In a rare move, the team actually acknowledged the going price, an astonishing figure for a team in a small market, with precious few initial assets, one that may have to suss out both a new coach and general manager hire in the weeks prior to this June’s NBA draft.

That seems cruel to surmise with one game left to play and with coach Larry Drew and GM John Hammond still working with paying gigs, but Milwaukee’s approach has been long-derided, and they truly did inadvertently back their way into a rebuilding effort. Hammond signed O.J. Mayo, Zaza Pachulia, and Carlos Delfino to offseason deals that didn’t seem incredibly onerous on their own, but it did extend the team’s commitment to mediocrity. Sadly ironically, the calls for the team to bottom out in order to jump high in the draft rankings were met without Hammond intending to engage in a rebuilding process.

That’s what the Bucks are faced with, though, moving forward. The team will have to find a way to finance a new arena, they will have to navigate this June’s draft, and make smart work with what will be a goodly amount of salary cap space this July. They’ll have to determine whether or not to commit to a front office that has failed to pull the Bucks out of the doldrums that date back decades. They’ll have to be approved by the NBA’s Board of Governors. There is so much left to do, befitting a team that enters the last night of the regular season with just 15 wins, one working without a suitable modern arena.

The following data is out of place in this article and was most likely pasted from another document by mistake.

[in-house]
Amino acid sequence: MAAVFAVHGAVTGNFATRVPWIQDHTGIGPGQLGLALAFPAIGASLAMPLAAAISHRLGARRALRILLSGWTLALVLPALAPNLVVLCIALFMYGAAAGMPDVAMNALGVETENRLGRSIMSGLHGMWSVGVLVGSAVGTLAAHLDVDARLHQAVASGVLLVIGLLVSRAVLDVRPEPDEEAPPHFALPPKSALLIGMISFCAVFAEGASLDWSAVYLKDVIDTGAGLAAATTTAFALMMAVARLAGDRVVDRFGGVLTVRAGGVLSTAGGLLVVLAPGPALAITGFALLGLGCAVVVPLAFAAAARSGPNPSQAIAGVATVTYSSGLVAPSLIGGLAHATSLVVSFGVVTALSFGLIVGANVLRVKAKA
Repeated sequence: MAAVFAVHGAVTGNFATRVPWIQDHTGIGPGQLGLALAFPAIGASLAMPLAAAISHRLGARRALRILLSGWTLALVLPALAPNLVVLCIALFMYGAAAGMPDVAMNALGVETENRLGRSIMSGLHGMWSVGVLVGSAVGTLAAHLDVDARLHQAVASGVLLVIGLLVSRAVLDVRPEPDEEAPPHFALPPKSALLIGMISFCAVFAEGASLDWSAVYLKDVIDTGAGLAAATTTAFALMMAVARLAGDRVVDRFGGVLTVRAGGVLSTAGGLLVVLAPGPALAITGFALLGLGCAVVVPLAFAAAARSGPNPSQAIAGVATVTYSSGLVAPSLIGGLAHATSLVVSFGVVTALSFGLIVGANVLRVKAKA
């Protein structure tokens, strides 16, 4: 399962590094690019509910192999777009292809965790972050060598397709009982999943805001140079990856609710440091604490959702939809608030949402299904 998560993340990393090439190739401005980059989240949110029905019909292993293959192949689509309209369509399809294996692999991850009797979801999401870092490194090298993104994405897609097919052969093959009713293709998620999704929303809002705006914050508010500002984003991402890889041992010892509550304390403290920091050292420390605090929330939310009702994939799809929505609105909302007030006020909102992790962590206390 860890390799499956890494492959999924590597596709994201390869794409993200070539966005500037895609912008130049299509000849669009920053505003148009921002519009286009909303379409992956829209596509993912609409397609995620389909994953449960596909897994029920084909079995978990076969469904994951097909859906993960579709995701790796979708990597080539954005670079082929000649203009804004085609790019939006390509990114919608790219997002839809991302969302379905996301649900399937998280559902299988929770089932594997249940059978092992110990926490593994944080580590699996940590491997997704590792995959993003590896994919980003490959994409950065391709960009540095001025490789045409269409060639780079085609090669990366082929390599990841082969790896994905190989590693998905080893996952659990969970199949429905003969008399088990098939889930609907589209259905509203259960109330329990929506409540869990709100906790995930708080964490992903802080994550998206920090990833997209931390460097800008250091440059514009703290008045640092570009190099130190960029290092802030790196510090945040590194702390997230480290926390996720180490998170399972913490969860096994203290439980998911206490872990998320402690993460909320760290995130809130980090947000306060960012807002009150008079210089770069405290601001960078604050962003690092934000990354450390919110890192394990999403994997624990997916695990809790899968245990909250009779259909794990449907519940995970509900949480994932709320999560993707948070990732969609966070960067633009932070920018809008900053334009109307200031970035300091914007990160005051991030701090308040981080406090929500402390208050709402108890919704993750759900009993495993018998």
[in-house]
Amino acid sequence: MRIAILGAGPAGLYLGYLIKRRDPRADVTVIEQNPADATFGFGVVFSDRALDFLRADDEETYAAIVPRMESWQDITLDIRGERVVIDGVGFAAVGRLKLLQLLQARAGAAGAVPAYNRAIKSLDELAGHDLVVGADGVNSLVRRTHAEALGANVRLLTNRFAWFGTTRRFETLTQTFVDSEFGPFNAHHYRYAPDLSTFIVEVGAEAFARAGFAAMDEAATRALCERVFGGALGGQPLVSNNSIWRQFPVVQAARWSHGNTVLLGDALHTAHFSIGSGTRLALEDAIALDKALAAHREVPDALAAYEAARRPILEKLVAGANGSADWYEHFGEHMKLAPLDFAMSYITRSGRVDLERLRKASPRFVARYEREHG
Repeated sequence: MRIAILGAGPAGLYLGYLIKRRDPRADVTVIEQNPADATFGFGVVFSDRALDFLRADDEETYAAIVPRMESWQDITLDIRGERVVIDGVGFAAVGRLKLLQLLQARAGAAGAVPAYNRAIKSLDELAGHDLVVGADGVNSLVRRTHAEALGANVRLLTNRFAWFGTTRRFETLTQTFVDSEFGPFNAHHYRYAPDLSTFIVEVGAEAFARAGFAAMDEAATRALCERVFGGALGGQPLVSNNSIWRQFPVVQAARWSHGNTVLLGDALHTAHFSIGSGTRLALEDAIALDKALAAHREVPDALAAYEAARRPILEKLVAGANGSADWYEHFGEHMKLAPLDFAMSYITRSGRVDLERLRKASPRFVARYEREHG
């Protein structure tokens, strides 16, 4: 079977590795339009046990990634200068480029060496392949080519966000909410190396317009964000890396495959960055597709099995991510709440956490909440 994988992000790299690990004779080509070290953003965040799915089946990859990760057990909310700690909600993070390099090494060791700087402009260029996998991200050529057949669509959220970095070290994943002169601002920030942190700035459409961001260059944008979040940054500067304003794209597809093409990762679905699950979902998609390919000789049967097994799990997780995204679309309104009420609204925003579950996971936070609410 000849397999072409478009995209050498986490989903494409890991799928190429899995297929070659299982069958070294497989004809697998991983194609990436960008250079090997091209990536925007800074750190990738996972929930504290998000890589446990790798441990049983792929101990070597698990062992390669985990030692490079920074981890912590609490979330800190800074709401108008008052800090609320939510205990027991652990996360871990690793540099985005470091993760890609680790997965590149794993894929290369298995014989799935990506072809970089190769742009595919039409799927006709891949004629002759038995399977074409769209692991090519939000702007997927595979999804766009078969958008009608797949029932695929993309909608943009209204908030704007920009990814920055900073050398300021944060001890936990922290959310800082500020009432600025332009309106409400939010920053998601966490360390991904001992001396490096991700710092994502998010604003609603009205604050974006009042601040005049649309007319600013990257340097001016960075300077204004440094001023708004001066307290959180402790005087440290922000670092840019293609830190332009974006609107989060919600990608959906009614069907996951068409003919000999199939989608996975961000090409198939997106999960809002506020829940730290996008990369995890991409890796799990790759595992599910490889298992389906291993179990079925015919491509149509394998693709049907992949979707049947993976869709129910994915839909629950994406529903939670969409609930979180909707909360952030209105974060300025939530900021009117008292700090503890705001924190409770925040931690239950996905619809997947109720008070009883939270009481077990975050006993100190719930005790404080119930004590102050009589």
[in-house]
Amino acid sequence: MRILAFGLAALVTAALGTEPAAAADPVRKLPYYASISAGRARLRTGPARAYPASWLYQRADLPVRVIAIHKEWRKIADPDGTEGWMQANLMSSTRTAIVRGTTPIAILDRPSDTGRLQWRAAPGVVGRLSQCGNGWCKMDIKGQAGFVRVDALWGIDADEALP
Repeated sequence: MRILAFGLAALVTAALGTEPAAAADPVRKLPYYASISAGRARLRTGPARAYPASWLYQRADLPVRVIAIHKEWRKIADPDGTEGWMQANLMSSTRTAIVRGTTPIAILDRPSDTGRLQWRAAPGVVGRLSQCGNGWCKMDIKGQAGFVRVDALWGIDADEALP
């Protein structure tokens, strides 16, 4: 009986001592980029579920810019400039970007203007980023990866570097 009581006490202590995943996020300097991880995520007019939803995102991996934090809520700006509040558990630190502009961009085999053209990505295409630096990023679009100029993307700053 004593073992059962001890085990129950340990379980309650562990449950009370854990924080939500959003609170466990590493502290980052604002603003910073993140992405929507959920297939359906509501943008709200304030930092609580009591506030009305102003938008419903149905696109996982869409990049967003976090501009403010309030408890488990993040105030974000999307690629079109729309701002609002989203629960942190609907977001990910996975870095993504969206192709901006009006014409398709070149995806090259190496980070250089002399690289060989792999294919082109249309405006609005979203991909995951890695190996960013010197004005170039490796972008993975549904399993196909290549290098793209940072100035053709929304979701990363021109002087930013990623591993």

The man who has overseen these many years of mediocre, lacking, or downright lousy play is Senator Herb Kohl. This is a man that must be lauded, though.

Unlike former Seattle SuperSonics owner Howard Schultz, Herb Kohl did not sell out his community. He promised Bucks fans that he wouldn’t sell to a group that wouldn’t commit to Milwaukee, and he followed through on that promise – unlike Schultz, who basically expedited a SuperSonics move to Oklahoma City by selling the franchise to two owners from Oklahoma. The Bucks may be the NBA’s lowest-valued franchise, and the team still has a lot to figure out, but Herb Kohl has made it so Bucks fans don’t have to worry about their team leaving town. For that, even without considering his $100 million donation to a new arena plan, Herb Kohl should be applauded.

He should also have to pick up the next bar tab he comes across, too. And fans both inside Milwaukee and out should remember this day -- $550 million for a team with no star, no arena, and no enticing prospects – the next time the league cries poverty, and locks out its players.

Until then, though, the Bucks will stay in Milwaukee. It’s where they’re supposed to be.

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Kelly Dwyer is an editor for Ball Don't Lie on Yahoo Sports. Have a tip? Email him at KDonhoops@yahoo.com or follow him on Twitter!